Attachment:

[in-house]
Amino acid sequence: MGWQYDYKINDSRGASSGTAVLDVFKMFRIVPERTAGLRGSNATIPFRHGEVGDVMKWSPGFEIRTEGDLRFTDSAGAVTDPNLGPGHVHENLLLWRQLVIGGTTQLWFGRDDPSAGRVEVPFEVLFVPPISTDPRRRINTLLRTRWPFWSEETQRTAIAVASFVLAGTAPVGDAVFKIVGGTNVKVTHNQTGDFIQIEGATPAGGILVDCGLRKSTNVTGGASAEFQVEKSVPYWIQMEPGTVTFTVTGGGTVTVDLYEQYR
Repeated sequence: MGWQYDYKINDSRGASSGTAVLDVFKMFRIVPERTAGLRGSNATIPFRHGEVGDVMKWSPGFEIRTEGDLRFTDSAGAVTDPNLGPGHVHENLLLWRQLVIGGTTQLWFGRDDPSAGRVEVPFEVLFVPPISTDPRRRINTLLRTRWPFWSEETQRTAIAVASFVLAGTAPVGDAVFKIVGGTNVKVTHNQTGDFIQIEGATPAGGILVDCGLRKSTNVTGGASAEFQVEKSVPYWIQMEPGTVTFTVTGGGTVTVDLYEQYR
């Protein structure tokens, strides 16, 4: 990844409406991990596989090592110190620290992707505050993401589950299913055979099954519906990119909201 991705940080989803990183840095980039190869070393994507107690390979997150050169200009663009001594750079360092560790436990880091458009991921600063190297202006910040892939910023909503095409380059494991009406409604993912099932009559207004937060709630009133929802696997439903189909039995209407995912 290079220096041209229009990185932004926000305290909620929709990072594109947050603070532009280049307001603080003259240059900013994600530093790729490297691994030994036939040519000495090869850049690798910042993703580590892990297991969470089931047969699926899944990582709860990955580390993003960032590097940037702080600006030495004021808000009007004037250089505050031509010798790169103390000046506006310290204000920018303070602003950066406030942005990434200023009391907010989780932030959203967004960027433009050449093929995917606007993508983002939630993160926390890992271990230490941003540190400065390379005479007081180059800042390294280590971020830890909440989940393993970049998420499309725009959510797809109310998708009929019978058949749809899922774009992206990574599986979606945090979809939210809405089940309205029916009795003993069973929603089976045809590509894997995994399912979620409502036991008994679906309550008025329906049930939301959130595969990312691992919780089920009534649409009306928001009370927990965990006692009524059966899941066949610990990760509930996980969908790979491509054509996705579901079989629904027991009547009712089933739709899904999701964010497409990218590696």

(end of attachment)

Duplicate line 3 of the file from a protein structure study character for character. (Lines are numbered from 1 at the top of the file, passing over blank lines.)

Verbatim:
Repeated sequence: MGWQYDYKINDSRGASSGTAVLDVFKMFRIVPERTAGLRGSNATIPFRHGEVGDVMKWSPGFEIRTEGDLRFTDSAGAVTDPNLGPGHVHENLLLWRQLVIGGTTQLWFGRDDPSAGRVEVPFEVLFVPPISTDPRRRINTLLRTRWPFWSEETQRTAIAVASFVLAGTAPVGDAVFKIVGGTNVKVTHNQTGDFIQIEGATPAGGILVDCGLRKSTNVTGGASAEFQVEKSVPYWIQMEPGTVTFTVTGGGTVTVDLYEQYR